Getting down to business at last

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I’ve been off work this week which has allowed me to finally get properly to grips with the long procession of models requiring enhancement.
This week that has meant some top-end 1960s-era mainline power. First pair out the door into today’s early spring daylight were A2s No 60530 and 60535, both in 1965 condition.’535 is for a friend and is essentially straight from the box Bachmann.
Every other loco you’ll see today has been upgraded with LMS cast buffers and vacuum pipes in the case of 60530.

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Next was a Class 40, again in mid ’60s garb (EE Type 4, more properly in that era, I suppose), in a typical condition for that era when diesels were beginning to dominate and with their own dedicated depots, cleaning and maintenance was less problematic than earlier in the decade. D369 has had the benefit of LMS buffers replacing the factory item. This in fact was done back in late 2014 but she had then languished awaiting the call to EM conversion that ultimately never came, but we know that story now, don’t we..?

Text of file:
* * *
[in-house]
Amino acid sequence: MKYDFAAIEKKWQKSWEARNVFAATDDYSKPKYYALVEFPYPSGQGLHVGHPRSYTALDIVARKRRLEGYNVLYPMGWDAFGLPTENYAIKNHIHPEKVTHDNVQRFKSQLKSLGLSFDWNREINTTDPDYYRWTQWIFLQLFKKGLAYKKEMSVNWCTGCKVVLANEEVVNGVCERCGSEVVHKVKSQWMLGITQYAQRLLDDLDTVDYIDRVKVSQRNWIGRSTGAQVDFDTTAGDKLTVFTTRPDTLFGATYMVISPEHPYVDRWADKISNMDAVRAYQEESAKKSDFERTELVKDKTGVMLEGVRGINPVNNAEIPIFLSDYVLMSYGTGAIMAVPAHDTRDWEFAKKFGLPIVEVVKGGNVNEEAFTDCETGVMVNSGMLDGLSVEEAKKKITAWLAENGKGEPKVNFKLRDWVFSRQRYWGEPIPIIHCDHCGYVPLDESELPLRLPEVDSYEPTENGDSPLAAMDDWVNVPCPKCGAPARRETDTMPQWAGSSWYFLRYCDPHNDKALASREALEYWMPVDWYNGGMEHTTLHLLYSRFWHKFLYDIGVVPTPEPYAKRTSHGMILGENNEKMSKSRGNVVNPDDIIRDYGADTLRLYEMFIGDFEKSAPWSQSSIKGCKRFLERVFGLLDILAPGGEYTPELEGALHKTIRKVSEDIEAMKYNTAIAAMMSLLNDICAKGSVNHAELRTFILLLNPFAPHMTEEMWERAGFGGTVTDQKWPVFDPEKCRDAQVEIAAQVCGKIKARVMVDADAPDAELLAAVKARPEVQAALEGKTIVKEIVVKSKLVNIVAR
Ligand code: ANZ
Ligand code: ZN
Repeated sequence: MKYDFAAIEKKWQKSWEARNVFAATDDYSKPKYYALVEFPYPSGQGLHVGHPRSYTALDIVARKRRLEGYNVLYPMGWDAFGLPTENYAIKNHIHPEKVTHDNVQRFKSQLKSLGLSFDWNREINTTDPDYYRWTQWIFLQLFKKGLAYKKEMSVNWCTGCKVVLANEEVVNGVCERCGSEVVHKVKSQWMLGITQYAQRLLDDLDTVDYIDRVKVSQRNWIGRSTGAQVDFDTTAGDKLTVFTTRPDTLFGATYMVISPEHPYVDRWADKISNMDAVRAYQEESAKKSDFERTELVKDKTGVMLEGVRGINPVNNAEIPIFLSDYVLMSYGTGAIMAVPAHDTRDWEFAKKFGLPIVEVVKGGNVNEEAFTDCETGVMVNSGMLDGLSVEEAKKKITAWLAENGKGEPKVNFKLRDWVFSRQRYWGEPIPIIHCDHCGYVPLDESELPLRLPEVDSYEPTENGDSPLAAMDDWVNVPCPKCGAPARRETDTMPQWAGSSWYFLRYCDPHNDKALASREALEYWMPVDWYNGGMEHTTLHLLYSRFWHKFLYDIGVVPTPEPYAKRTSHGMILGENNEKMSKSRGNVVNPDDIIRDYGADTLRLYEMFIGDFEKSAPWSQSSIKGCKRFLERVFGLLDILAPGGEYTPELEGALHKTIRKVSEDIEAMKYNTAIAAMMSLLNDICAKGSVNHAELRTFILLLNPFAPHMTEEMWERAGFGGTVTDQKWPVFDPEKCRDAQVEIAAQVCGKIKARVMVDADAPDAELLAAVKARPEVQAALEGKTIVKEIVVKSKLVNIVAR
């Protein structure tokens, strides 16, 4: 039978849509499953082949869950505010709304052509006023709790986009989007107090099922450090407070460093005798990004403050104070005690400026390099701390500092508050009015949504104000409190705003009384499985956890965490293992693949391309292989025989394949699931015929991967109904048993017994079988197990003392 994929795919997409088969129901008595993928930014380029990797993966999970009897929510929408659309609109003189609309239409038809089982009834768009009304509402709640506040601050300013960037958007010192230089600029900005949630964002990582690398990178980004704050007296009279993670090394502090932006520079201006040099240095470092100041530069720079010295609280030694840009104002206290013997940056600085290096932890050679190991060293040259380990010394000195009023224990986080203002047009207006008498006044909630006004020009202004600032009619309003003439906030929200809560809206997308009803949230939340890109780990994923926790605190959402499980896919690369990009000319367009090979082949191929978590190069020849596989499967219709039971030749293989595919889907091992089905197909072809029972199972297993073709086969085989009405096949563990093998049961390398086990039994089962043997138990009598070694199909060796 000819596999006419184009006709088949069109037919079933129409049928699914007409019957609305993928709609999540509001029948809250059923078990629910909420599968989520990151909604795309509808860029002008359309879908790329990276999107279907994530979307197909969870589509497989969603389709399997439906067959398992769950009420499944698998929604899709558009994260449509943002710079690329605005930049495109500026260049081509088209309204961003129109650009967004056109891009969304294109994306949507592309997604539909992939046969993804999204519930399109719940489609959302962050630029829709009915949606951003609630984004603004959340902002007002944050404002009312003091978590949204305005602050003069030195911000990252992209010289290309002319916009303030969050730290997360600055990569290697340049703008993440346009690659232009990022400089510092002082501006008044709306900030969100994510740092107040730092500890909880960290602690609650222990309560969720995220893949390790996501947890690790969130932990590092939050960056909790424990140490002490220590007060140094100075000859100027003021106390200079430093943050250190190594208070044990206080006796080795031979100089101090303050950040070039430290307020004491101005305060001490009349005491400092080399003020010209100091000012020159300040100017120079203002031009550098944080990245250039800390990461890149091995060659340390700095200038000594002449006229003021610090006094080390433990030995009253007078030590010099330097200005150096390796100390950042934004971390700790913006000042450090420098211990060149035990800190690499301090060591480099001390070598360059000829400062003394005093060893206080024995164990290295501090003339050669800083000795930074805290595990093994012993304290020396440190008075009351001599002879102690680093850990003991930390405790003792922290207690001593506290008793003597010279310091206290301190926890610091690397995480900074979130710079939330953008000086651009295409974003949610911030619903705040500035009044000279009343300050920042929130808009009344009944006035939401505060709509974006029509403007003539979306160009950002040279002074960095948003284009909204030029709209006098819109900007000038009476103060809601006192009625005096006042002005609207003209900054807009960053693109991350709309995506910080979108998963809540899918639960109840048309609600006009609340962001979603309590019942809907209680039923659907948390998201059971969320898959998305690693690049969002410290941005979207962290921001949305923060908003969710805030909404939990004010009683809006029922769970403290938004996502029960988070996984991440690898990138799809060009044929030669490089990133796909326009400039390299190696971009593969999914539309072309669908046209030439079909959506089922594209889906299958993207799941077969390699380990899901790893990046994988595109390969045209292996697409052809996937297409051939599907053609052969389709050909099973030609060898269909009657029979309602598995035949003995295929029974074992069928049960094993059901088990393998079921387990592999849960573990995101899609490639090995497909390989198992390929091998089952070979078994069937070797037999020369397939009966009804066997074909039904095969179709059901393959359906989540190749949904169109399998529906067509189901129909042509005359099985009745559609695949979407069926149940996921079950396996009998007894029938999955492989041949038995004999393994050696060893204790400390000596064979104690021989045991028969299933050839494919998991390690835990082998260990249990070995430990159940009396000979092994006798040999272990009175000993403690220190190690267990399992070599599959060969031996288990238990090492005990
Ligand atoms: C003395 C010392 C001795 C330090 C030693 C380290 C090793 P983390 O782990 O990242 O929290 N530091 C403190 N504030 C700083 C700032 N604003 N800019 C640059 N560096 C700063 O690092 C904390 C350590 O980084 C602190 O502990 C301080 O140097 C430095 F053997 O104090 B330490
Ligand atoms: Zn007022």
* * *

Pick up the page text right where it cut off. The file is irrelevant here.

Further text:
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Last but not least for today was my current favourite ‘big engine’ of the pack. Hornby’s latest take on the LMS ‘Duchess’, No 46256, Sir William Stanier FRS. In spite of dark mutterings from some quarters about the fixed rear truck, this is certainly the finest yet take on these, the finest examples of UK ‘Big Steam’ and worthy of the prototype.

Once again I have traded the original buffers for more substantial castings from LMS. They really do enhance the front end in my opinion and if you can summon up the minerals to do the surgery it’s worth the effort.

I’d like to fit a shorter drawbar for a closer loco-tender coupling and add a crew but, otherwise I’m pleased with the model as it comes. I’ve portrayed the loco during her last 3-4 years of service and she has a work-stained but still cared-for appearance.

This one provided the most enjoyment this week and I really must find a layout somewhere in the area to run it on!

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All in all, there’s been a bit of interesting stuff going on here this week. I have a couple of smaller models to be getting on with next, more typical of bread and butter Scottish operations in the 1960s. Tomorrow, however I’m going to consider some of the very positive developments this year offers for the Scottish modelling scene.

Musically, there’s a rich crop of new, interesting material passing my way at the moment including new-to-me Australian band, Lowtide.  Their latest album Southern Mind has been on repeat this week. Theirs is a rich, layered soundscape that reminds me a bit of the Cocteau Twins. Being a sucker for bass, the fact they use two bass players has sold me considerably!

Alibi is my current stand out track, with that marvellous bass line that takes me back to my ‘goth phase’ thirty years ago!

LOWTIDE – SOUTHERN MIND (Opposite Number release OPPONO6CD)